The Kingfish swindles Andy out of a rare nickel. Later, he unthinkingly drops it in the slot of a lunchroom's phone booth and places a call. It's now up to Andy and him to figure out how to retrieve ...
Typical Amos 'n Andy storyline has the boys trying to make a go of their "open-air" taxi business while they get caught up in a society hassle, involving driving musicians to a fancy party.... See full summary »
Melville W. Brown
Freeman F. Gosden,
Charles J. Correll,
When Andrew Sterling, a successful black urbanite writer buys a vacation home on a resort in New England the police mistake him for a burglar. After surrounding his home with armed men, ... See full summary »
E. Max Frye
Samuel L. Jackson,
Susie is secretary to handsome talent agent Peter Sands and keeps getting messed up in (and messing up) his private life. She's assisted (usually) by receptionist Vi and semi-rival Sylvia. ... See full summary »
Karate master and anti-drug vigilante Chiba returns to his home in Japan, where he holds a press conference announcing his intention to wipe out the nation's drug industry. He also offers ... See full summary »
Riley worked in an aircraft plant in California, but viewers usually saw him at home, cheerfully disrupting life with his malapropisms and ill timed intervention into minor problems. His ... See full summary »
Nightclub comedian Jerry Webster was a widower with a small son, Sandy. He purchased a farm in the San Fernando Valley to be a base of operations for him and a home for Sandy. The farm was ... See full summary »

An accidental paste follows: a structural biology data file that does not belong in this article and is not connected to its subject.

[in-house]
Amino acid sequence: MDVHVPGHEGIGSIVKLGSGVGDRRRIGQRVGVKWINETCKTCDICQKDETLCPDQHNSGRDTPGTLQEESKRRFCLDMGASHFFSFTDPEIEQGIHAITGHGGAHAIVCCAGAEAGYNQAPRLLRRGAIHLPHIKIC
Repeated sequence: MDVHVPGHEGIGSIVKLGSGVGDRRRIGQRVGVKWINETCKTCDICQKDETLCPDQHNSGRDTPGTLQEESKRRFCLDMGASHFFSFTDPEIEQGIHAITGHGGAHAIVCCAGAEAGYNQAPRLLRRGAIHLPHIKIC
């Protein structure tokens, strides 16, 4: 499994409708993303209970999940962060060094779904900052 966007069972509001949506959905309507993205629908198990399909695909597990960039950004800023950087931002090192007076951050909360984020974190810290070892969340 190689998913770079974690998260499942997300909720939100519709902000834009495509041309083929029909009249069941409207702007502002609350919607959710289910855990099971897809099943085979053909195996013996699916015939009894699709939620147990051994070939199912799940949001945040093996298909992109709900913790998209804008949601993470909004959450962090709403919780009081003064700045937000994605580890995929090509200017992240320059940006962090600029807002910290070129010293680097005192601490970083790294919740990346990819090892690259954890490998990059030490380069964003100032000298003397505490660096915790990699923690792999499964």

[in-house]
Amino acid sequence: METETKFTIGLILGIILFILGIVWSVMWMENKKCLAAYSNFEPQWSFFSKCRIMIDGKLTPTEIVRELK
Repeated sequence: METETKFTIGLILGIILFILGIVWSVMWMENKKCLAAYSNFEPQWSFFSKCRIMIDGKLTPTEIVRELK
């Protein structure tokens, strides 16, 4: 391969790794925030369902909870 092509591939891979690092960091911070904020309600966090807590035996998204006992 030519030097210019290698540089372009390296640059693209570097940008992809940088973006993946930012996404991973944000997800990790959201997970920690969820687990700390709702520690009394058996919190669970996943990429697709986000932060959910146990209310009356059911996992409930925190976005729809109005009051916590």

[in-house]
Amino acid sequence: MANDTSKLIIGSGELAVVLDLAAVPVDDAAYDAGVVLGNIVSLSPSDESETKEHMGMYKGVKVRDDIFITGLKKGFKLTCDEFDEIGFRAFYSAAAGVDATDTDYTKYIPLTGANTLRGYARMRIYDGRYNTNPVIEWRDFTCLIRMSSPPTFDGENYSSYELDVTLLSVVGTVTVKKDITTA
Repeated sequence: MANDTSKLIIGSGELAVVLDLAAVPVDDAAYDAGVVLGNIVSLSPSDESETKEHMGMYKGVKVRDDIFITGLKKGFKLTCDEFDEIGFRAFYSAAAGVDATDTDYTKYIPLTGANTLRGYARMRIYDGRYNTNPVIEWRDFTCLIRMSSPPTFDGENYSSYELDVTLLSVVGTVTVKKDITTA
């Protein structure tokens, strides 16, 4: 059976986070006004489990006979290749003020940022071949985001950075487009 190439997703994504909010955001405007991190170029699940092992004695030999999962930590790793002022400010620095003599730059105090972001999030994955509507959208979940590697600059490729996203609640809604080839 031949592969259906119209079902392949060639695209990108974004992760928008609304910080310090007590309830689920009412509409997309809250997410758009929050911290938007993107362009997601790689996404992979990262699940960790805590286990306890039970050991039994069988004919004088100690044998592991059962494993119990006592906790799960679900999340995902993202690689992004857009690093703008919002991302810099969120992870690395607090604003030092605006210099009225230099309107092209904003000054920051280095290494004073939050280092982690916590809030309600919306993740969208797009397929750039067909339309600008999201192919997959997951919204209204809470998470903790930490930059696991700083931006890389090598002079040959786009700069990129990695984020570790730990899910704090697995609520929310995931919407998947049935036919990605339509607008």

Jerry Van Dyke,
The NAACP was so outraged by what it considered extremely negative stereotypical portrayal of black people in "The Amos 'n Andy Show," that it fought with CBS almost immediately upon the show's TV premiere in June 1951 to get the show off the air. They finally succeeded in 1966, when the show was removed from syndication. No episode of "Amos 'n Andy" has been aired on television since that time. The only viewing of any portion of the show since its removal from the airwaves were the clips from various episodes included in the documentary Amos 'n' Andy: Anatomy of a Controversy (1983). See more »
George, why do you need a clock? You ain't got nowhere to go and there ain't nobody gonna care if you get there.
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When I was a kid, I loved to watch Amos 'n Andy on my local independent television station. It was preceded by The Three Stooges Comedy Hour. Then Amos 'n Andy was canceled because the NAACP decided for me that I would think all black people are like the characters on the show. But I didn't believe that anymore than I thought all white people are like the Three Stooges. So, I could no longer watch one of the funniest comedy shows in television history. I also loved the beautiful theme song. It sounds very much like "Palermo." Anyone know the story of this music?
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